I watched the Martin Scorsese film Silence the other day and had a lot of thoughts. Here they are in rough form. If you haven't seen the movie yet, there are spoilers ahead.
God's great frontal assult is the push out from the uterus; his first battle cry is the sound of a newborn. The creator and sustainer of heaven and earth, is sustained by the milk of his mother's breast and the warmth of her body.
I was planing to get this piece published when I first wrote it back in April. When that fell through, I decided to make some changes and repost it here.
Having summarized the broad outlines of an Anabaptist political theology, I will now draw out the epistemological implications of this stance. Some broad definitions might be helpful before we proceed. When I speak of “Anabaptism,” I am thinking of two particular, closely connected views. First, there is the commitment to Christian nonviolence or pacifism, the … Continue reading Towards an Anabaptist Epistemology: A Non Violent Way of Knowing
This piece is the first of a series of posts I intend to write on the topic of Anabaptist Epistemology. This piece will focus on political theology, the second on implications and the third on the positive outlines of an Anabaptist Epistemology.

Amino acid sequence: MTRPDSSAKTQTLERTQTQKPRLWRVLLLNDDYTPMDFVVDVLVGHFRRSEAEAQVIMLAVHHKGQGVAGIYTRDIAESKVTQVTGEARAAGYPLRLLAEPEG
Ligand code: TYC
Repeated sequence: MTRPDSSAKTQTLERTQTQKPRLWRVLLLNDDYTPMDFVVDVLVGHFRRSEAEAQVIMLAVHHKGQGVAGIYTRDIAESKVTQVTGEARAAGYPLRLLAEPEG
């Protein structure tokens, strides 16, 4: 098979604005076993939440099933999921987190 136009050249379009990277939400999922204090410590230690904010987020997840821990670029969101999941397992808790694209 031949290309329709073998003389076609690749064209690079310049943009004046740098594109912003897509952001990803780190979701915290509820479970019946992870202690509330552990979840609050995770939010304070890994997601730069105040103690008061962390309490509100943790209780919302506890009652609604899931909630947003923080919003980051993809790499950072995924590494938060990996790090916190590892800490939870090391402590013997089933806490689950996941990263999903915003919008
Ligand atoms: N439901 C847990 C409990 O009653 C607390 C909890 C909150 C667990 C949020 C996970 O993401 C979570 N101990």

In her book Kill All Normies: Online culture wars from 4Chan and Tumbler to Trump and the Alt-Right, Angela Nagel argues that our culture is obsessed with transgression. What Nagel means by “transgression” is the constant attempt to frame oneself as “anti-establishment,” one’s art as “subversive,” one’s political views as “radical,” or one’s moral pronouncements … Continue reading Kill all Normies and Radicalism, Various Thoughts
Alan Kreider begins his marvellously titled book, The Patient Ferment of the Early Church, with some striking observations about mission in the early church. Kreider notes that while the early Christians produced three texts on patience (Tertulian, Cyprian, Augustine), they did not produce a single text on evangelism. Furthermore, early Christians did not encourage their … Continue reading The Patient Ferment of the Early Church: A Summary
This piece comes in the wake of the First Reformed movie review and is my attempt to think through some of the themes and questions raised by that film, as well as gather my own thoughts on the issue of Christianity and Creation care.
In my last piece, I contrasted the powerless way of God the baby, with the satanic way of Herod the King. For those with the eyes and ears to see, my piece was filled with allusions to the failures of the Church.
Let me tell you the story of God the Baby. The story which is good news to the poor, the weak, the humble, the lowly, the captives and the brokenhearted.